I've never bought mobile home insurance before. Where do I start?
Finding affordable mobile home insurance is not as difficult as you may think. The key to getting a great rate is to shop around with different mobile home insurance companies. The more companies you quote with, the better chance you have at getting a lower rate. The most efficient way to do this is to get a quote with an independent agent, and let them do the shopping around for you.
What types of mobile homes can be insured?
Any mobile home, manufactured home, modular home, or fifth wheel campers that are used as a permanent residence, and has permanently attached features to it.
Can I insure my mobile home on a replacement cost basis?
With most companies (not all), a mobile home 10 years or newer can be insured on a replacement cost basis. As long as you keep continuous coverage, most companies will allow you to insure the home up until the 16th year. At that time, the coverage reverts to actual cash value basis.
I am financing my mobile home and need to keep insurance on it. How much coverage do I need?
Your bank will tell you the minimum coverage you need to carry. But you need to ask yourself, is that enough coverage? In the event of a total loss, will this amount be enough to start from scratch? In many cases it is not, and you need to raise coverage accordingly.
I cannot find mobile home insurance because of previous claims I have filed. Can you help me?
In most cases, Yes. Some of the companies I carry accept mobile home insurance for homes that other companies will not insure. I can not insure every mobile home, but I can try with some companies that are a little more forgiving about claims.
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Understanding the Basics of an Ohio Mobile Home Insurance Policy
What happens when you need to have an SR22 state filing but you don't have a vehicle to insure with regular auto insurance?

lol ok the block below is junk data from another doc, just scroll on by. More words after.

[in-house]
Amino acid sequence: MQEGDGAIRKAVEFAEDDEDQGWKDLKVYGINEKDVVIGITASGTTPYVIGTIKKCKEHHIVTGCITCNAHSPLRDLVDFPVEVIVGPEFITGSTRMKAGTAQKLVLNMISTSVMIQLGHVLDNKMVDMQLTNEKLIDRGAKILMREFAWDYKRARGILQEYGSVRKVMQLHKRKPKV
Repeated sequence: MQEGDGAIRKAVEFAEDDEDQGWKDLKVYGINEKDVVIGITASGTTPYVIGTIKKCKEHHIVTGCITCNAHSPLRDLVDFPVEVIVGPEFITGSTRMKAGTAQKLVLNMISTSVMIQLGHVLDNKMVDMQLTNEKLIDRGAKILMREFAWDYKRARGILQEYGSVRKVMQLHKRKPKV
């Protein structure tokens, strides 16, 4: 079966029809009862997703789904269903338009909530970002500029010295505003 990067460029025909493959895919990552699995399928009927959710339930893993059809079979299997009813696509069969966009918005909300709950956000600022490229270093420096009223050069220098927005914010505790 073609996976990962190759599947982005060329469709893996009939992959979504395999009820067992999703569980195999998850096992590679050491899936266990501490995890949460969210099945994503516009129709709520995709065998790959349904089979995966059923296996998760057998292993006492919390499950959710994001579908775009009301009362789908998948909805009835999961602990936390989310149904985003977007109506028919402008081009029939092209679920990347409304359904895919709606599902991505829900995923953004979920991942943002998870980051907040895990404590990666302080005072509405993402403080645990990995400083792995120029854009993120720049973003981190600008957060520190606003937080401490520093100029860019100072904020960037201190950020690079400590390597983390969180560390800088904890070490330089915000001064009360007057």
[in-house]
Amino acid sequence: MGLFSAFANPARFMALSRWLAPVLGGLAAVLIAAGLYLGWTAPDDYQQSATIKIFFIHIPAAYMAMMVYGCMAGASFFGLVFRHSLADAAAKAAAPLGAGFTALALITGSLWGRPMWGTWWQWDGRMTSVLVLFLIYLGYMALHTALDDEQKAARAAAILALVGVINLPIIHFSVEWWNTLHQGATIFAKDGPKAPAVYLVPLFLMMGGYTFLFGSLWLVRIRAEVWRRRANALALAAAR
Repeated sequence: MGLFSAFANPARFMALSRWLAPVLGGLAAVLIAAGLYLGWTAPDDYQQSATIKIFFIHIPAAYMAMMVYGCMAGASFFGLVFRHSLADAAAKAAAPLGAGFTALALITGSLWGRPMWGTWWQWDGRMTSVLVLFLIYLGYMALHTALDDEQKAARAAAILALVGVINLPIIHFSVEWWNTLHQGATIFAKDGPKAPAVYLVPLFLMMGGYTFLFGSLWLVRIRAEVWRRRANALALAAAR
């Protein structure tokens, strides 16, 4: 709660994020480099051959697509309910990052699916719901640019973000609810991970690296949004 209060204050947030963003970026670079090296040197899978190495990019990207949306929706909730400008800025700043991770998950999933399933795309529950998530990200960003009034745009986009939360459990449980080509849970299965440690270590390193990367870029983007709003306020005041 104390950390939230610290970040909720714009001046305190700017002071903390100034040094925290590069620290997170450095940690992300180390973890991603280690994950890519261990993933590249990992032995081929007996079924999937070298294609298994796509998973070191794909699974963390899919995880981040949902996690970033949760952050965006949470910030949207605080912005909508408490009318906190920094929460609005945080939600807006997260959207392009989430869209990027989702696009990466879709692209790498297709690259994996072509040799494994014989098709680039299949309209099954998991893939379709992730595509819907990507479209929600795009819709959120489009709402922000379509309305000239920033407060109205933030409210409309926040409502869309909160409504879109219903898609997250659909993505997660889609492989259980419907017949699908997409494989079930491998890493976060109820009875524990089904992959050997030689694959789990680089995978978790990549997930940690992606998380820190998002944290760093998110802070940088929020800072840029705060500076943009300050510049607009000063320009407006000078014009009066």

You will then have to take out what is known as a named operator policy ( a.k.a. non-owners policy). You simply attach the SR22 filing to this policy instead of a regular auto insurance policy.
What's the difference between non-owners named operator policy and regular auto insurance?
The main difference is that regular auto insurance primarily covers the vehicle, whereas a non-owners policy covers the driver. This means that coverage only applies when the person on the policy is driving, no one else! Also, with the non-owners named operator policy, there is no coverage on the vehicle you are driving. The only coverage offered on a named operator's policy is liability coverage, medical payments coverage and uninsured motorist coverage.
How does a named operator policy compare with regular auto insurance as far as cost?
A named operator is cheaper than an auto insurance policy (and sometimes much cheaper, depending on your state). But understand why that is..... There is much less coverage.
What happens if I purchase a named operator's policy and then borrow a friends car and pull out in front of another car, and total both cars?
In this case a non-owners policy would cover the vehicle you hit and cover any injuries of people who were in the vehicle up to the liability limits of your policy. However, there is no coverage on your friends car that you borrowed. So you had best hope your friend is carrying collision coverage on their vehicle!
Does a named operator policy cover me driving my own vehicle?